Du Plessis disagrees with officials on four-day Tests
South African captain Faf du Plessis said on Tuesday he did not support a move towards four-day Test matches - despite a statement by Cricket South Africa that it was official policy to support a reduced format.
"I suppose you've got to ask CSA what their opinion is," said Du Plessis after a tense finish to the second Test against England, which his team lost late on the fifth afternoon. "My opinion is that I am a fan of Test cricket going five days."
Du Plessis said there were different points of view. "I understand that a lot of money is being burnt on five-day cricket because so many Test matches are not going five days. People will sit 50-50 on it. My personal opinion is that I am still a purist of the game because I have been part of some great draws that went five days."
He said the finish on Tuesday was an example. "There would definitely not have been a result in four days on this surface."
The statement appeared to surprise both the acting chief executive of Cricket South Africa and the chief executive of the South African Cricketers' Association.
The full statement by CSA read: "In view of an unsourced and misleading report in the media this morning please be advised that it is Cricket South Africa's official policy to support four-day Test match cricket. We, in fact, hosted the first official four-day Test match between ourselves and Zimbabwe a couple of years ago."
Asked to elaborate, a spokesman for CSA said he was not aware whether CSA had taken a formal decision to support a suggestion that the World Test Championship should consist of four-day matches from 2023. The proposal appears to have the support of England and Australia.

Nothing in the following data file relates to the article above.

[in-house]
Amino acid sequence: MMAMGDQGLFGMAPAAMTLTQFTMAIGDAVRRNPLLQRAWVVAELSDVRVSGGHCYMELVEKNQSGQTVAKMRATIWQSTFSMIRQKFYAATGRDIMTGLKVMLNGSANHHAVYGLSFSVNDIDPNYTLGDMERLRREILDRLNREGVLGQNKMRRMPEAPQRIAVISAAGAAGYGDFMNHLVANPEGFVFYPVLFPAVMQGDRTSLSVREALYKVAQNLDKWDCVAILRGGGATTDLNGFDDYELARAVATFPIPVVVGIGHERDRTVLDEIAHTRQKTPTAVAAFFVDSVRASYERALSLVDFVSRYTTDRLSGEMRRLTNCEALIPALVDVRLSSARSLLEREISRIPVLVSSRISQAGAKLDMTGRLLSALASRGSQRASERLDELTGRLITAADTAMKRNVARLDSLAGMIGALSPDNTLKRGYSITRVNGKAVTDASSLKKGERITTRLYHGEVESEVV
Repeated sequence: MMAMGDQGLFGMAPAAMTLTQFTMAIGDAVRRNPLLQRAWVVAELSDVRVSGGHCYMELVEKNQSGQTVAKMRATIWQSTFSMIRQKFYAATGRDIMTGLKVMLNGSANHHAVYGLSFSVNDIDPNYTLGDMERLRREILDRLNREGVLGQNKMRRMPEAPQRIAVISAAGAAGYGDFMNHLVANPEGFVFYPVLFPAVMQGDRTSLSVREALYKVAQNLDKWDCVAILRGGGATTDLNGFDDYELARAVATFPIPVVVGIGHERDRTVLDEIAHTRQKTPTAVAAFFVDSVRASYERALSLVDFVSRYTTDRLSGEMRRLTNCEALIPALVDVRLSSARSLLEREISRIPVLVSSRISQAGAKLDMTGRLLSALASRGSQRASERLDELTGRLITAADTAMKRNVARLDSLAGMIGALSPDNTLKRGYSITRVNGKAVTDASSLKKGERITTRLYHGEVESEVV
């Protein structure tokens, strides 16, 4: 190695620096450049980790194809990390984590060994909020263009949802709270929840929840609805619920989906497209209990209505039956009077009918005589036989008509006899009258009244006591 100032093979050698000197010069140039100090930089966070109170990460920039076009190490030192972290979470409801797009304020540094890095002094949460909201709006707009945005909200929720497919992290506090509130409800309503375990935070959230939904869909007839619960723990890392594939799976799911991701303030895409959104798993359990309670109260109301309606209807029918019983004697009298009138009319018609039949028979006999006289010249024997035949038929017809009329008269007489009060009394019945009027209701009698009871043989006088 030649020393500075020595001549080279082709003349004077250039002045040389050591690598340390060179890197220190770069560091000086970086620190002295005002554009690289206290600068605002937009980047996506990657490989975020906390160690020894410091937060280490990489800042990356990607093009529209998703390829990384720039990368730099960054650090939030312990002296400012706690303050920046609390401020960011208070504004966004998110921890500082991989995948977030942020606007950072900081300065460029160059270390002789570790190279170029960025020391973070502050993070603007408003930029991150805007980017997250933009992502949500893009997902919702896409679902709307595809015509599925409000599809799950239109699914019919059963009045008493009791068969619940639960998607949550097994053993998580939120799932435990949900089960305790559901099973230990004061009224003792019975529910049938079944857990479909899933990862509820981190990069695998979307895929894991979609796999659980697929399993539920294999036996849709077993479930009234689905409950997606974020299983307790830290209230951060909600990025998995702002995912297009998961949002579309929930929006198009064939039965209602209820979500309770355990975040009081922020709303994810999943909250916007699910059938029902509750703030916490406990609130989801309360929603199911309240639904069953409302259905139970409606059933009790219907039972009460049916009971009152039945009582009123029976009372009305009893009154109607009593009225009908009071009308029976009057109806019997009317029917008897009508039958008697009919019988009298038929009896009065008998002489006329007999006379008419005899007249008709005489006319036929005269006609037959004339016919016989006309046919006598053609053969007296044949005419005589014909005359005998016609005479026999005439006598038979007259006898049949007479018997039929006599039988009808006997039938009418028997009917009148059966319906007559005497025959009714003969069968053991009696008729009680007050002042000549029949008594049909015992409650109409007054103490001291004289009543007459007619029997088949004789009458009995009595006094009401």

England captain Joe Root said his only comment was, "I like five-day Test cricket."
The CSA statement was made in response to an article in Britain's Daily Mail which claimed South Africa was opposed to four-day Tests.
Jacques Faul, the acting chief executive of CSA, said he believed all stake-holders needed to be consulted before an official position was taken. "I was not privy to any discussions which might have taken place on this issue before my appointment," he said.
Andrew Breetzke, chief executive of the SA Cricketers' Association, said SACA aligned itself with the position of the Federation of International Cricketers' Associations (Fica). "We believe this is an issue which needs extensive research and discussion."
CSA has been hit by controversy in recent months, with calls for the Board to resign made by SACA, at least two sponsors and two former chief executives. Three of five independent directors resigned in the wake of the withdrawal of accreditation, quickly rescinded, of five journalists who had been critical of the organisation.
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